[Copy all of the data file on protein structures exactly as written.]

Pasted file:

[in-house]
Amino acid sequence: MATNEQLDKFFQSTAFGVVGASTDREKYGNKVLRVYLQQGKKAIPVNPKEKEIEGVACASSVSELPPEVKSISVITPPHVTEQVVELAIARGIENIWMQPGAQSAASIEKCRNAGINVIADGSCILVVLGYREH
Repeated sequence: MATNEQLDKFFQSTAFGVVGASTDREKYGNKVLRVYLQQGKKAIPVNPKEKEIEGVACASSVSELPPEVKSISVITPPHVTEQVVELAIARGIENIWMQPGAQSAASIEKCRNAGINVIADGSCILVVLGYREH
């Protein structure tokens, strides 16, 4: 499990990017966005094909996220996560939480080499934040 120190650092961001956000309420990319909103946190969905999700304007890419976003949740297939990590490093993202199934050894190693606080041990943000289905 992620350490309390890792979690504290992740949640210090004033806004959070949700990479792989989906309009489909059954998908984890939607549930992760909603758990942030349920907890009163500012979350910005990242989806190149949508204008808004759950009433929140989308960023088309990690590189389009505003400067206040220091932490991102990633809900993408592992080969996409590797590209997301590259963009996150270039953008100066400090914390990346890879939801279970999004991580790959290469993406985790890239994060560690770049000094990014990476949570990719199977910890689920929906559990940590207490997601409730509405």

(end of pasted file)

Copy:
[in-house]
Amino acid sequence: MATNEQLDKFFQSTAFGVVGASTDREKYGNKVLRVYLQQGKKAIPVNPKEKEIEGVACASSVSELPPEVKSISVITPPHVTEQVVELAIARGIENIWMQPGAQSAASIEKCRNAGINVIADGSCILVVLGYREH
Repeated sequence: MATNEQLDKFFQSTAFGVVGASTDREKYGNKVLRVYLQQGKKAIPVNPKEKEIEGVACASSVSELPPEVKSISVITPPHVTEQVVELAIARGIENIWMQPGAQSAASIEKCRNAGINVIADGSCILVVLGYREH
């Protein structure tokens, strides 16, 4: 499990990017966005094909996220996560939480080499934040 120190650092961001956000309420990319909103946190969905999700304007890419976003949740297939990590490093993202199934050894190693606080041990943000289905 992620350490309390890792979690504290992740949640210090004033806004959070949700990479792989989906309009489909059954998908984890939607549930992760909603758990942030349920907890009163500012979350910005990242989806190149949508204008808004759950009433929140989308960023088309990690590189389009505003400067206040220091932490991102990633809900993408592992080969996409590797590209997301590259963009996150270039953008100066400090914390990346890879939801279970999004991580790959290469993406985790890239994060560690770049000094990014990476949570990719199977910890689920929906559990940590207490997601409730509405």